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Crash 2005 R CC

(1,521) IMDb 7.9/10
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Winner of 3 Academy Awards including BEST PICTURE, CRASH takes place in the diverse metropolis of Los Angeles and challenges audiences to confront their prejudices. Lives combust when a Brentwood housewife and her district attorney husband, a Persian shopkeeper, two cops, a pair of carjackers and a Korean couple all converge.

Starring:
Karina Arroyave, Dato Bakhtadze
Runtime:
1 hour, 53 minutes

Available to watch on supported devices.

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Product Details

Genres Drama
Director Paul Haggis
Starring Karina Arroyave, Dato Bakhtadze
Supporting actors Sandra Bullock, Don Cheadle, Art Chudabala, Sean Cory, Tony Danza, Keith David, Loretta Devine, Matt Dillon, Jennifer Esposito, Ime Etuk, Eddie J. Fernandez, William Fichtner, Howard Fong, Brendan Fraser, Billy Gallo, Ken Garito, Nona Gaye, Octavio Gómez Berríos
Studio Lionsgate
MPAA rating R (Restricted)
Captions and subtitles English Details
Rental rights 24 hour viewing period. Details
Purchase rights Stream instantly and download to 2 locations Details
Format Amazon Video (streaming online video and digital download)

Customer Reviews

Most Helpful Customer Reviews

91 of 109 people found the following review helpful By Emily R. Jarrell on September 7, 2005
Format: DVD
This is the truest movie out there on racism, and the preconceived notions we ALL (no matter what color) try not to admit to to a certain extent. This was not a "lets bash the white man" movie either, the racism was across the board. The biggest surprise was to come about an hour in, and I was stunned to see the revelation of that storyline (with Matt Dillon). This film requires paying attention to, please stay with it, it will pay off. High recommend!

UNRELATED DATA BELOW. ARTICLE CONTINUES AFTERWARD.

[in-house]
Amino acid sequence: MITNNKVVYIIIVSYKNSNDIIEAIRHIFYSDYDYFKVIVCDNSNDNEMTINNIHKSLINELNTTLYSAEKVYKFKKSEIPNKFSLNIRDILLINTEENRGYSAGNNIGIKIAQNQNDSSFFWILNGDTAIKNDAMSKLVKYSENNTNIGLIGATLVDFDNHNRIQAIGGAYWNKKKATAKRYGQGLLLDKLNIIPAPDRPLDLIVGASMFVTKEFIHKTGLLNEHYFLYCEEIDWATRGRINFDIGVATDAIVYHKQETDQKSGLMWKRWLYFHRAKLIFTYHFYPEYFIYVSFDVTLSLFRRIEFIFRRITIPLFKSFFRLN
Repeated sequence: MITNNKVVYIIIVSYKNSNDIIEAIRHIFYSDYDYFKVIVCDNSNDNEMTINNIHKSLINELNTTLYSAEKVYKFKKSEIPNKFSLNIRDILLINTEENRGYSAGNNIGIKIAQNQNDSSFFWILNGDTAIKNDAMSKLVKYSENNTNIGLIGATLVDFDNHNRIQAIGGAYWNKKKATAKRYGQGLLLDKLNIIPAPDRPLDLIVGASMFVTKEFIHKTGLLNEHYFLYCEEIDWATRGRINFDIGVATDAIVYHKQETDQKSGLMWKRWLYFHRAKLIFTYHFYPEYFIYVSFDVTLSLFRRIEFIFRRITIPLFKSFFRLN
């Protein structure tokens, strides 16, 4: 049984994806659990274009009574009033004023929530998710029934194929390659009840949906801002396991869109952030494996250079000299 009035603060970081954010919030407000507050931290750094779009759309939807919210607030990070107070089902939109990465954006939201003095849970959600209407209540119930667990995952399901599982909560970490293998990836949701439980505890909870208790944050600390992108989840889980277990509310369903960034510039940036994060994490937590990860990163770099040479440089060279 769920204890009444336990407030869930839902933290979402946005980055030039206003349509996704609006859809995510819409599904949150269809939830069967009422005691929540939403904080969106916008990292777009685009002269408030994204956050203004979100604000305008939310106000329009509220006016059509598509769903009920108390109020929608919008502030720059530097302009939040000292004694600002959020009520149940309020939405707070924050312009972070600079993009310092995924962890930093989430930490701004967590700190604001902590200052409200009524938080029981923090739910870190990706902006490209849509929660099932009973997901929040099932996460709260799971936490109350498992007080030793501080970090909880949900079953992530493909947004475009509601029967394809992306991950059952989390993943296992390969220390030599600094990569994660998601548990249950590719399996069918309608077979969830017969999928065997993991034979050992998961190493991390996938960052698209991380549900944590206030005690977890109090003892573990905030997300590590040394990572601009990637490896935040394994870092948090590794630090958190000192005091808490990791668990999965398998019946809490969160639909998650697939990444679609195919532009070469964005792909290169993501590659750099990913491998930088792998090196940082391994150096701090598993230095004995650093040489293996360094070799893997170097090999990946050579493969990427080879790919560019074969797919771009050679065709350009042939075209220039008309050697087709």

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53 of 70 people found the following review helpful By C. Benjamin Brafford on March 24, 2006
Format: DVD
No problem with the talented actors who crowd this film. The story is implausible. Overall message, we are all racist but really, really good super nice, too! In brief, the white DA, his wife, and young racist cop get or get away with everything they want. Both the African-American Detective and the TV Producer sacrifice their integrity to keep their jobs and their white bosses happy. The store owner gets away with attempted murder as the Locksmith does not call the police after his daughter---wearing a magical protective cloak---is shot in the back by blank bullets. (I know.) The TV producers's wife is molested by a white racist cop... the following day they meet again (fortuitous) so the cop can save her in order to redeem himself. She disappears from the film (until a tidbit at the end) as her role in HIS redemption is complete. The racist cop sacrifices his own father's help because he does not seem to realize what an ER is for and he sabotages his Father's medical care on order to punish a HMO worker for taking jobs of whites...how many times have you seen that one on TV? Speaking of ripoffs, the DA's wife actually steals from Driving Miss Daisy when she inexplicably says to her maid, "You're my best friend." Most of all, Ludikris smiles smugly after he releases illegal immigrants the back of a van he stole from a human-trafficker he drove over earlier in the film. That smug smile is for the viewer share with the carjacker: a sense of.."ah, we are all such good people, and its good to know that racism is still a problem, but we can all get along can't we?" Horribly over-rated film. I assume individuals react to the constant hammerring of intense drama or focus on the message aspect of the film. A few critics listed it on their worst films of 2005 list. For what it pretends and fails to do in terms of addressing racism, it belongs on those worst lists.